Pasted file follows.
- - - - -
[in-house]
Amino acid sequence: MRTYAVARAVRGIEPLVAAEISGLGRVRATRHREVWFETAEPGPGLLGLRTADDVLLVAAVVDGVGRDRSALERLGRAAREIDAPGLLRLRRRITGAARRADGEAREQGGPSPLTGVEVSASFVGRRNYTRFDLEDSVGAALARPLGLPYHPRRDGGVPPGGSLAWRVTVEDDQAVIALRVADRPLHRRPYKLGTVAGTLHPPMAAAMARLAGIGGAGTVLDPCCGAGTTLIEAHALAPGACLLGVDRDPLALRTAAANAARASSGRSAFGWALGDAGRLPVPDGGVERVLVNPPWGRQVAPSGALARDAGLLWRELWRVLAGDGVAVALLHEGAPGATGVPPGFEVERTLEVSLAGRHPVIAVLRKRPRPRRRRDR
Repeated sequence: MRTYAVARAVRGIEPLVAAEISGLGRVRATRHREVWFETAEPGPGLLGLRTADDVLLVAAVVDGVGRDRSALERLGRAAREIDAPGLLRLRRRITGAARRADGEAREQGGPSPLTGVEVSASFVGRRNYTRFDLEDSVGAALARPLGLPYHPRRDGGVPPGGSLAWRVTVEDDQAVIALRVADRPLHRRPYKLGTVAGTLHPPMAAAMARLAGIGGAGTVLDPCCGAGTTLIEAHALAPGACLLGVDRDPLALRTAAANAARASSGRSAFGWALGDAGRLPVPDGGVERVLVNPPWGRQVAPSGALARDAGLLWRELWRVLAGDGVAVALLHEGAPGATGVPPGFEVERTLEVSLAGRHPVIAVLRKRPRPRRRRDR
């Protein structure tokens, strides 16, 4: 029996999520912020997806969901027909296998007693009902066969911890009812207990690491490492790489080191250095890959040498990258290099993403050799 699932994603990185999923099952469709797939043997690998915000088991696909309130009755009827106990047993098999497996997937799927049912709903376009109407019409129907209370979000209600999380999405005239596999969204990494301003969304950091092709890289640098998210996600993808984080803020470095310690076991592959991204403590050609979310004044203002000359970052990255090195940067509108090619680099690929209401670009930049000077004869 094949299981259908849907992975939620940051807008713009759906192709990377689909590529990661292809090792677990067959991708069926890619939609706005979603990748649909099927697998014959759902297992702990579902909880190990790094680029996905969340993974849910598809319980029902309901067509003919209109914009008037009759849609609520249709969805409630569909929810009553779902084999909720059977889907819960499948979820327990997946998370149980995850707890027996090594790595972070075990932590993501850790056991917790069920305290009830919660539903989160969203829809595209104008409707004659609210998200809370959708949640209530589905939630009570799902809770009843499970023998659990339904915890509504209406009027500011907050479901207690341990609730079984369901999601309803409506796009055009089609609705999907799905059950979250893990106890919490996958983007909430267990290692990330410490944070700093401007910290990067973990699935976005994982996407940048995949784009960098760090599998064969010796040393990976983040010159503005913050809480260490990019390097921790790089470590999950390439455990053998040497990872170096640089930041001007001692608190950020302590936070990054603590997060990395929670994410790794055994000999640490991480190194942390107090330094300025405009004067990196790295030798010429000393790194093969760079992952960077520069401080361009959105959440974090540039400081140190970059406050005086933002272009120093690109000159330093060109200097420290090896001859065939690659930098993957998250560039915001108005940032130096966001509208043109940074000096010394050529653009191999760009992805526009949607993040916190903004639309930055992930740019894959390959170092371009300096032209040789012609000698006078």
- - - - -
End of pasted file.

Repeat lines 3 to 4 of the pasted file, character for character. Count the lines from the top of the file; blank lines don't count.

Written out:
Repeated sequence: MRTYAVARAVRGIEPLVAAEISGLGRVRATRHREVWFETAEPGPGLLGLRTADDVLLVAAVVDGVGRDRSALERLGRAAREIDAPGLLRLRRRITGAARRADGEAREQGGPSPLTGVEVSASFVGRRNYTRFDLEDSVGAALARPLGLPYHPRRDGGVPPGGSLAWRVTVEDDQAVIALRVADRPLHRRPYKLGTVAGTLHPPMAAAMARLAGIGGAGTVLDPCCGAGTTLIEAHALAPGACLLGVDRDPLALRTAAANAARASSGRSAFGWALGDAGRLPVPDGGVERVLVNPPWGRQVAPSGALARDAGLLWRELWRVLAGDGVAVALLHEGAPGATGVPPGFEVERTLEVSLAGRHPVIAVLRKRPRPRRRRDR
């Protein structure tokens, strides 16, 4: 029996999520912020997806969901027909296998007693009902066969911890009812207990690491490492790489080191250095890959040498990258290099993403050799 699932994603990185999923099952469709797939043997690998915000088991696909309130009755009827106990047993098999497996997937799927049912709903376009109407019409129907209370979000209600999380999405005239596999969204990494301003969304950091092709890289640098998210996600993808984080803020470095310690076991592959991204403590050609979310004044203002000359970052990255090195940067509108090619680099690929209401670009930049000077004869 094949299981259908849907992975939620940051807008713009759906192709990377689909590529990661292809090792677990067959991708069926890619939609706005979603990748649909099927697998014959759902297992702990579902909880190990790094680029996905969340993974849910598809319980029902309901067509003919209109914009008037009759849609609520249709969805409630569909929810009553779902084999909720059977889907819960499948979820327990997946998370149980995850707890027996090594790595972070075990932590993501850790056991917790069920305290009830919660539903989160969203829809595209104008409707004659609210998200809370959708949640209530589905939630009570799902809770009843499970023998659990339904915890509504209406009027500011907050479901207690341990609730079984369901999601309803409506796009055009089609609705999907799905059950979250893990106890919490996958983007909430267990290692990330410490944070700093401007910290990067973990699935976005994982996407940048995949784009960098760090599998064969010796040393990976983040010159503005913050809480260490990019390097921790790089470590999950390439455990053998040497990872170096640089930041001007001692608190950020302590936070990054603590997060990395929670994410790794055994000999640490991480190194942390107090330094300025405009004067990196790295030798010429000393790194093969760079992952960077520069401080361009959105959440974090540039400081140190970059406050005086933002272009120093690109000159330093060109200097420290090896001859065939690659930098993957998250560039915001108005940032130096966001509208043109940074000096010394050529653009191999760009992805526009949607993040916190903004639309930055992930740019894959390959170092371009300096032209040789012609000698006078």